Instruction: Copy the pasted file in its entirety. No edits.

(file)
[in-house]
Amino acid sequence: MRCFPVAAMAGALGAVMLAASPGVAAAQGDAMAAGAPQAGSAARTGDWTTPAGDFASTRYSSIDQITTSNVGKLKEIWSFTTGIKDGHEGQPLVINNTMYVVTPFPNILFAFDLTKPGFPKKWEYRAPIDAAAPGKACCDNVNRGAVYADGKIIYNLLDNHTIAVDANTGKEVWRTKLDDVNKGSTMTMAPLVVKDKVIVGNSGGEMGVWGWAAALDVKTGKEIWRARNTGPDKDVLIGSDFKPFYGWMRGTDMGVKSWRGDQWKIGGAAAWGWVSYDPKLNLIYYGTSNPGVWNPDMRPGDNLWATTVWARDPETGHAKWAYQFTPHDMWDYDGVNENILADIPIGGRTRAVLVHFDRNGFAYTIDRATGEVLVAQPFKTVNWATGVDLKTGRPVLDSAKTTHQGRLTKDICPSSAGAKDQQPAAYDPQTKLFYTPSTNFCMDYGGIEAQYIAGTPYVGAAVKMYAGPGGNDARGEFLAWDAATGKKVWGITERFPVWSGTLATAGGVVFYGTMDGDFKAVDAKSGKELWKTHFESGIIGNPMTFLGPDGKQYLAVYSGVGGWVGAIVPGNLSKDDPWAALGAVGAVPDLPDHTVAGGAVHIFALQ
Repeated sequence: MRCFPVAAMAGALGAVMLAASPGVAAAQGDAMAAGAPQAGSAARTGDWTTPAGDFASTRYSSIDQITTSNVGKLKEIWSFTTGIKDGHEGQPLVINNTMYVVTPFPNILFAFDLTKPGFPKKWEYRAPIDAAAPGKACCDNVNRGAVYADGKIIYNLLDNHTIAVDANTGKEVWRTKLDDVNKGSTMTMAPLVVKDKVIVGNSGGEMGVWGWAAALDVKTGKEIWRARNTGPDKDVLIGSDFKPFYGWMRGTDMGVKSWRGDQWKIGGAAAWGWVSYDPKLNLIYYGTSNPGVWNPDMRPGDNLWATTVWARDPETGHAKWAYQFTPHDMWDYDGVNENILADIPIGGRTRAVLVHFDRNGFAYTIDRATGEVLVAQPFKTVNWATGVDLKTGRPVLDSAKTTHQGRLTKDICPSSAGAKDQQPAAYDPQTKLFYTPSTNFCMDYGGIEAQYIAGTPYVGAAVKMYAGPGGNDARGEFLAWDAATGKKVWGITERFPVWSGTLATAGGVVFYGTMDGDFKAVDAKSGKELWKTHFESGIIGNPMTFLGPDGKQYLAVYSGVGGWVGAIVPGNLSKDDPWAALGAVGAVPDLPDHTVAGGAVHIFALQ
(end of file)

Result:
[in-house]
Amino acid sequence: MRCFPVAAMAGALGAVMLAASPGVAAAQGDAMAAGAPQAGSAARTGDWTTPAGDFASTRYSSIDQITTSNVGKLKEIWSFTTGIKDGHEGQPLVINNTMYVVTPFPNILFAFDLTKPGFPKKWEYRAPIDAAAPGKACCDNVNRGAVYADGKIIYNLLDNHTIAVDANTGKEVWRTKLDDVNKGSTMTMAPLVVKDKVIVGNSGGEMGVWGWAAALDVKTGKEIWRARNTGPDKDVLIGSDFKPFYGWMRGTDMGVKSWRGDQWKIGGAAAWGWVSYDPKLNLIYYGTSNPGVWNPDMRPGDNLWATTVWARDPETGHAKWAYQFTPHDMWDYDGVNENILADIPIGGRTRAVLVHFDRNGFAYTIDRATGEVLVAQPFKTVNWATGVDLKTGRPVLDSAKTTHQGRLTKDICPSSAGAKDQQPAAYDPQTKLFYTPSTNFCMDYGGIEAQYIAGTPYVGAAVKMYAGPGGNDARGEFLAWDAATGKKVWGITERFPVWSGTLATAGGVVFYGTMDGDFKAVDAKSGKELWKTHFESGIIGNPMTFLGPDGKQYLAVYSGVGGWVGAIVPGNLSKDDPWAALGAVGAVPDLPDHTVAGGAVHIFALQ
Repeated sequence: MRCFPVAAMAGALGAVMLAASPGVAAAQGDAMAAGAPQAGSAARTGDWTTPAGDFASTRYSSIDQITTSNVGKLKEIWSFTTGIKDGHEGQPLVINNTMYVVTPFPNILFAFDLTKPGFPKKWEYRAPIDAAAPGKACCDNVNRGAVYADGKIIYNLLDNHTIAVDANTGKEVWRTKLDDVNKGSTMTMAPLVVKDKVIVGNSGGEMGVWGWAAALDVKTGKEIWRARNTGPDKDVLIGSDFKPFYGWMRGTDMGVKSWRGDQWKIGGAAAWGWVSYDPKLNLIYYGTSNPGVWNPDMRPGDNLWATTVWARDPETGHAKWAYQFTPHDMWDYDGVNENILADIPIGGRTRAVLVHFDRNGFAYTIDRATGEVLVAQPFKTVNWATGVDLKTGRPVLDSAKTTHQGRLTKDICPSSAGAKDQQPAAYDPQTKLFYTPSTNFCMDYGGIEAQYIAGTPYVGAAVKMYAGPGGNDARGEFLAWDAATGKKVWGITERFPVWSGTLATAGGVVFYGTMDGDFKAVDAKSGKELWKTHFESGIIGNPMTFLGPDGKQYLAVYSGVGGWVGAIVPGNLSKDDPWAALGAVGAVPDLPDHTVAGGAVHIFALQ